Polly Barnfield and Maybe*
If you’re going to try to engage with a local community to get them to come to your shopping centre, it helps to know what they think about it. Maybe* is a platform founded by Polly Barnfield that allows asset owners or local authorities to monitor what people are saying about a scheme or local area online, and engage with them directly using digital platforms. It allows retailers and landlords to promote a scheme and get local feedback and input.
Adidas, The Soap Co. and socially conscious retail
As shoppers become more aware of the social and environmental impact of their consumer choices, a new breed of retailers that seeks to do good as well as make a profit is emerging. The Soap Co.’s products are handcrafted in the UK by people who are blind, disabled or otherwise disadvantaged. Moments of Sense and Style is a lifestyle brand born out of personal tragedy and which looks at ways to empower the “purple pound” (a term referring to the spending power of disabled people and their families), use local produce and connect physically disabled creatives. Luxtra is looking to spread the profit of luxury handbags along the supply chain with minimal environmental impact and to maximise use of leather alternatives. Tony’s Chocolate produces an annual fairness report and is striving to change the cocoa production chain. And Adidas produced the UltraBoost trainer made from ocean plastic.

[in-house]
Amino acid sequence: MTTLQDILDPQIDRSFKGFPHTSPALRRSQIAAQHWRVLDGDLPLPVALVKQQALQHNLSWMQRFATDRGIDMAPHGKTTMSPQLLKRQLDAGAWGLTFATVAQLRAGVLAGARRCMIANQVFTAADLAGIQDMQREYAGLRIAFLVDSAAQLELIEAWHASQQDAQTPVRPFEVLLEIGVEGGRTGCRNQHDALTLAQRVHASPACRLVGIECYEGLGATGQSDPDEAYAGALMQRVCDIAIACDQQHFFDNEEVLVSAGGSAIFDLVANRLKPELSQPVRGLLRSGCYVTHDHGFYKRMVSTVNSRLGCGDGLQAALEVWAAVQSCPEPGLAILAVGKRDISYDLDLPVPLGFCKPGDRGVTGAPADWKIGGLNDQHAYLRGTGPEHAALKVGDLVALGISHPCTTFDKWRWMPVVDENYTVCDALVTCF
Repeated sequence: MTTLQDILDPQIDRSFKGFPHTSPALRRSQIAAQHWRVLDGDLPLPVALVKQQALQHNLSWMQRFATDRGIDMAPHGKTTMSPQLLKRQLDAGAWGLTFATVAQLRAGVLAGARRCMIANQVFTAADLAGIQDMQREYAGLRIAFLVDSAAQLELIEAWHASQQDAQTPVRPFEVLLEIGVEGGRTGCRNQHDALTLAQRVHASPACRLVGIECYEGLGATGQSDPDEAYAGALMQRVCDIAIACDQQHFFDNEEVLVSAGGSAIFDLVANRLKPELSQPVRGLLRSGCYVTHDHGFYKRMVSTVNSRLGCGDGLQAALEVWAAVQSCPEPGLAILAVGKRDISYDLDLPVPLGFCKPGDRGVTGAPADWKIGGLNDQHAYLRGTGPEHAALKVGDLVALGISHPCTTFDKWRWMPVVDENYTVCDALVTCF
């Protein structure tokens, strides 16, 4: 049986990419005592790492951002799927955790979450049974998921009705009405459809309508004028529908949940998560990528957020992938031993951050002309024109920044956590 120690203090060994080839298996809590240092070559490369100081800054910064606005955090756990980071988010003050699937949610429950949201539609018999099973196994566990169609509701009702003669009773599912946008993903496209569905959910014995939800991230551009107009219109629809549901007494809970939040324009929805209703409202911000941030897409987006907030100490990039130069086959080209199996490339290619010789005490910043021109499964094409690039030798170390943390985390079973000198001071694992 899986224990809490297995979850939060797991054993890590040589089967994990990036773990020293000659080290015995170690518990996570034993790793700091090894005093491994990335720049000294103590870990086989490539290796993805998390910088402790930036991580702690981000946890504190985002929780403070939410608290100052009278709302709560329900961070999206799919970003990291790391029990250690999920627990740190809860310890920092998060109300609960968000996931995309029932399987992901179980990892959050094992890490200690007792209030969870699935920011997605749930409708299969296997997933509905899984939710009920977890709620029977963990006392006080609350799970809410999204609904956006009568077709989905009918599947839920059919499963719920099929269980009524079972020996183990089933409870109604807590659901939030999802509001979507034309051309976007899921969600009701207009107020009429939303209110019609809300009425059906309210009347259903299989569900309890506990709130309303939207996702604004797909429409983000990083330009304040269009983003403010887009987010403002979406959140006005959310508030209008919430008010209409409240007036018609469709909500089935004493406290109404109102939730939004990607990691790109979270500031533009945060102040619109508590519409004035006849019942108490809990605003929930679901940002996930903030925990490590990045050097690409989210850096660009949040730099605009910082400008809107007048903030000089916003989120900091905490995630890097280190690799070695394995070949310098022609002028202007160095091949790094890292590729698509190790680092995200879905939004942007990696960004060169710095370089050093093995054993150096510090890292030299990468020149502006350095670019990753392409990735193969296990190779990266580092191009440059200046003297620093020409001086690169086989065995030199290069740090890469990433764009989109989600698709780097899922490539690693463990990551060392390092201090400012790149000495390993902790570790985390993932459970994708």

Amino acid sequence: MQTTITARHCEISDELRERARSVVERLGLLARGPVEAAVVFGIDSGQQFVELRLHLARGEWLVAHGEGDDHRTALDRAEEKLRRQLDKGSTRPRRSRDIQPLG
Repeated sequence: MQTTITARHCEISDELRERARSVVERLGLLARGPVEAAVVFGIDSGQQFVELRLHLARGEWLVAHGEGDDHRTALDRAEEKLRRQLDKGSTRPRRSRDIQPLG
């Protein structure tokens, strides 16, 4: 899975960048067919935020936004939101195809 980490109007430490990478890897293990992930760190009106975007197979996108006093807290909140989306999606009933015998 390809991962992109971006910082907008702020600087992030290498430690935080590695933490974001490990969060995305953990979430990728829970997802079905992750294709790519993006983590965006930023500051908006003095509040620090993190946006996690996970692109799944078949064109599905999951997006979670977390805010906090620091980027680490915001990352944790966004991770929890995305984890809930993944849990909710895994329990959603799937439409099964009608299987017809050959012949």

Hammerson’s Louise Ellison
Hammerson Head of Sustainability Louise Ellison is one of the longest-serving and most innovative real estate professionals focusing on sustainability, and has expanded the definition of what the term should mean for a retail property owner. As well as an objective to be net positive in terms of carbon production, meaning the carbon emissions avoided outstrip those produced, Ellison pioneered an initiative for the retail REIT to measure its social impact on the communities where its centres are located.
Globetrotter, Gymshark and the rise of experiential retail
Experiential retail is one of the buzzphrases in any discussion about where the sector is going — if your store or centre is selling goods that can easily be bought elsewhere or online, you’re in trouble.
Examples of experiential retail are becoming ever more common, with tech firms offering product demos to draw in shoppers, and retailers putting on fashion shows. A couple of really innovative examples: At outdoor and adventure sports retailer Globetrotter in Germany, customers can try goods out in conditions as lifelike as it is possible to re-create indoors — think kayaks tested on actual water. And in the UK, gym clothing brand Gymshark has recently opened its own 55K SF gym which will serve as a fitness centre, store and research and development facility.
The world’s second-biggest owner of shopping centres clearly has an incentive to make sure the future of physical retail is bright, and it has been at the forefront of infusing dominant regional malls with experiences that go beyond retail, and this is only set to continue. Its vision for the future of retail outlined last year highlighted shopping malls with urban farms and libraries and a world where consumers hire clothes and products as much as buy them. In the more immediate term, it is using a disused bus garage adjacent to its flagship Westfield London mall to create a 3,000-capacity concert and events venue.